An Indonesian proposal to create an OPEC-like group of nickel suppliers has raised eyebrows among Australian miners.
The Minerals Council of Australia, the country’s major mining association, wouldn’t support the formation of supply-constricting cartels, according to Chief Executive Officer Tania Constable.
It’s “very useful that countries work together to solve the problems that we have around the supply of critical minerals,” she said. However, “we’ll always be mindful we are meeting all our international trade obligations, and you don’t see cartels forming,” Constable said.
Indonesia is the biggest producer of nickel by a wide margin and is home to around 20% of the world’s deposits of the metal, US Geological Survey data show. Australia has a similar level of reserves but less than a fifth of the output of its neighbor.
Jakarta’s proposal on nickel — used for electric vehicle batteries — fits with Indonesian President Joko Widodo’s strategy of the nation becoming a hub for more refining of metals and even production of electric vehicles. The country hopes to leverage its mineral deposits to move up the supply chain as the world de-carbonizes.
Indonesia is approaching Canada, which also has significant nickel deposits, on the plan, and discussed speeding a potential trade agreement between the two countries this week, Lahadalia said.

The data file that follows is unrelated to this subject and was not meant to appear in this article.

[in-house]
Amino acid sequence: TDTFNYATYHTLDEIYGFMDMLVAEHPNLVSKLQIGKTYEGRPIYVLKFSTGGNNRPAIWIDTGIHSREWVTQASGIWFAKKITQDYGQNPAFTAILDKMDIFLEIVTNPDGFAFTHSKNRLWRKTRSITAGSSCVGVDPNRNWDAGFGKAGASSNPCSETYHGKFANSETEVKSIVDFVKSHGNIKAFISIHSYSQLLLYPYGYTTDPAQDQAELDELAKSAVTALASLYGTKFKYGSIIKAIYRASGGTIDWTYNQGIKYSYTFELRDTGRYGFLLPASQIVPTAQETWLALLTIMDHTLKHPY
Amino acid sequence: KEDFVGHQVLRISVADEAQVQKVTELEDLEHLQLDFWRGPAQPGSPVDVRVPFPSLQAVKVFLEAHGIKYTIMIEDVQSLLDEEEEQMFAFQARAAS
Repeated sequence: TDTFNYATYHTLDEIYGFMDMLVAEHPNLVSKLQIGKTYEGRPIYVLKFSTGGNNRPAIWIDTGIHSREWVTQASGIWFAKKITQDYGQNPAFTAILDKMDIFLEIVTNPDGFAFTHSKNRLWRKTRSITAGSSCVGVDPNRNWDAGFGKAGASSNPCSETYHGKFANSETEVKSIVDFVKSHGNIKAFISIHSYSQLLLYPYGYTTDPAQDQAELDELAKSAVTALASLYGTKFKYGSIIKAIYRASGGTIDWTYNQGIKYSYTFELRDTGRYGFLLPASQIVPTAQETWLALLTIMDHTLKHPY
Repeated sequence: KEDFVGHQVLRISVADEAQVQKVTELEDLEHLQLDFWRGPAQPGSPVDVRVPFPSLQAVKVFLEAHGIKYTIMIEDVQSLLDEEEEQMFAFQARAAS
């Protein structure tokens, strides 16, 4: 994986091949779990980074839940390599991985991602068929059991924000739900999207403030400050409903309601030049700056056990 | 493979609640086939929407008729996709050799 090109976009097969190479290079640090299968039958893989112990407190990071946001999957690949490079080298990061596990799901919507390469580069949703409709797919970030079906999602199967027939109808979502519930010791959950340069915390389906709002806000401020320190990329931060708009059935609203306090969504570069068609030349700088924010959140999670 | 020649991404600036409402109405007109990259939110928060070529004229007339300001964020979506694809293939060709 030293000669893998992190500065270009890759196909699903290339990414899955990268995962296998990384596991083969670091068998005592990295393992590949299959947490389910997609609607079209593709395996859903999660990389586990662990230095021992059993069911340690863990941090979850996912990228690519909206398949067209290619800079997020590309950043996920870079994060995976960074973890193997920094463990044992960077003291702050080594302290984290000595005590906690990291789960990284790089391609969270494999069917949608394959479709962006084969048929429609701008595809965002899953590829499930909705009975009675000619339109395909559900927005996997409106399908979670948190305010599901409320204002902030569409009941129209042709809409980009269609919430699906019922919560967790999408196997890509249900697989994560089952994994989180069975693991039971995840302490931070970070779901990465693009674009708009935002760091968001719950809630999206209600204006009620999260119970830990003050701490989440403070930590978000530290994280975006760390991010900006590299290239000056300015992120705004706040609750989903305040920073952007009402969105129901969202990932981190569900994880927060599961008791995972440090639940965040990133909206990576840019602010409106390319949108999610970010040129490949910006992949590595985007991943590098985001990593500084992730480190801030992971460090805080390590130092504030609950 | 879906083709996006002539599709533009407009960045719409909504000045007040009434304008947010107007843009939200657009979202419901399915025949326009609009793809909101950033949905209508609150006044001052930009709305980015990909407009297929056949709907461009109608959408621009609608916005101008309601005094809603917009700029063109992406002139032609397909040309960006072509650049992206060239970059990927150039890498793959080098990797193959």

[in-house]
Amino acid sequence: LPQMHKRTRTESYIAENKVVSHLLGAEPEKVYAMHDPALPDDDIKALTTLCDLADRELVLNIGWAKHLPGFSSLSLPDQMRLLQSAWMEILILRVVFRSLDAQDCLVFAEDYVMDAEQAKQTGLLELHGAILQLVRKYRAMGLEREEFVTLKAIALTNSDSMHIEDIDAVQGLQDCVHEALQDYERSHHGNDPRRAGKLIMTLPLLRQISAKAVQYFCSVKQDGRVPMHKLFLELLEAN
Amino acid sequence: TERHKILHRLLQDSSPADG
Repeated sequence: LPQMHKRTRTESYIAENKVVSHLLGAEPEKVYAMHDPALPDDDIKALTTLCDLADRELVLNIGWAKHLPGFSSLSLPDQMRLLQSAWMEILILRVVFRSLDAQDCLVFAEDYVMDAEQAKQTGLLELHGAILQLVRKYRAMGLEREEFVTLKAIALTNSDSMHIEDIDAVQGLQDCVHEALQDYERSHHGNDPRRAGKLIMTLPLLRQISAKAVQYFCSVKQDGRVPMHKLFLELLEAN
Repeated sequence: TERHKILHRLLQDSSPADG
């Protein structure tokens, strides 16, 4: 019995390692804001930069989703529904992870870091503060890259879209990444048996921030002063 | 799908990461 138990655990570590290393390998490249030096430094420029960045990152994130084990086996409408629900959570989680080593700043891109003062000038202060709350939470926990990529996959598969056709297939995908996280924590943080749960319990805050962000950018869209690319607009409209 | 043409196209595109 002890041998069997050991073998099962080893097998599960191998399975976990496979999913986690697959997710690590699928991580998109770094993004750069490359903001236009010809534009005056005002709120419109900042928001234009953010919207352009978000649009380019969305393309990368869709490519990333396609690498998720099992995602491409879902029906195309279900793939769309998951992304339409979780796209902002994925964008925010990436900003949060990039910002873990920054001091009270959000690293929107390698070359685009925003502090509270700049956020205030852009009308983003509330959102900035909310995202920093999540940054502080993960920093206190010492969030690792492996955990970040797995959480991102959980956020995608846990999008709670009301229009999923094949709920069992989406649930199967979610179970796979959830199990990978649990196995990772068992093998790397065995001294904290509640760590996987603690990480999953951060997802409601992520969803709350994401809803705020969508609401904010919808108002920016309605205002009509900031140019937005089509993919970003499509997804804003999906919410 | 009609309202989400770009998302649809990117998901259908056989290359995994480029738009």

However, Canada is unlikely to sign on to the proposal for a nickel alliance, according to a Canadian government official familiar with the matter. Trade Minister Mary Ng wouldn’t agree to collaborate on the idea when she met with her Indonesian counterpart, according to the official, speaking anonymously to discuss a private meeting.
The Australian government didn’t immediately respond to a request for comment on the investment minister’s idea.
The world’s major nickel producers and holders of reserves are a diverse group, both geographically and politically, which may make forming a cartel difficult. After Indonesia and Australia, Brazil has the largest deposits, followed by Russia, the Philippines, China and Canada. In terms of output, Indonesia is the biggest by far, ahead of the Philippines, Russia and New Caledonia.
Indonesia’s proposal would add to increasing complexities in battery-material supply chains that are still in relative infancy. The bid to bring producer nations into a closer relationship comes as major economies including the US try to develop more secure sources of supply.
President Joe Biden’s Inflation Reduction Act requires carmakers to process the majority of their battery materials onshore or in a country with a free-trade agreement with Washington if they want to receive tax credits, said Conrad Mulherin, director, energy transition, at PWC Australia.
The US and Indonesia don’t have an FTA.
Nevertheless, Indonesia’s huge reserves give it bargaining power, Mulherin said. “The reality is there is not enough nickel within the FTA countries to supply to the US car industry.”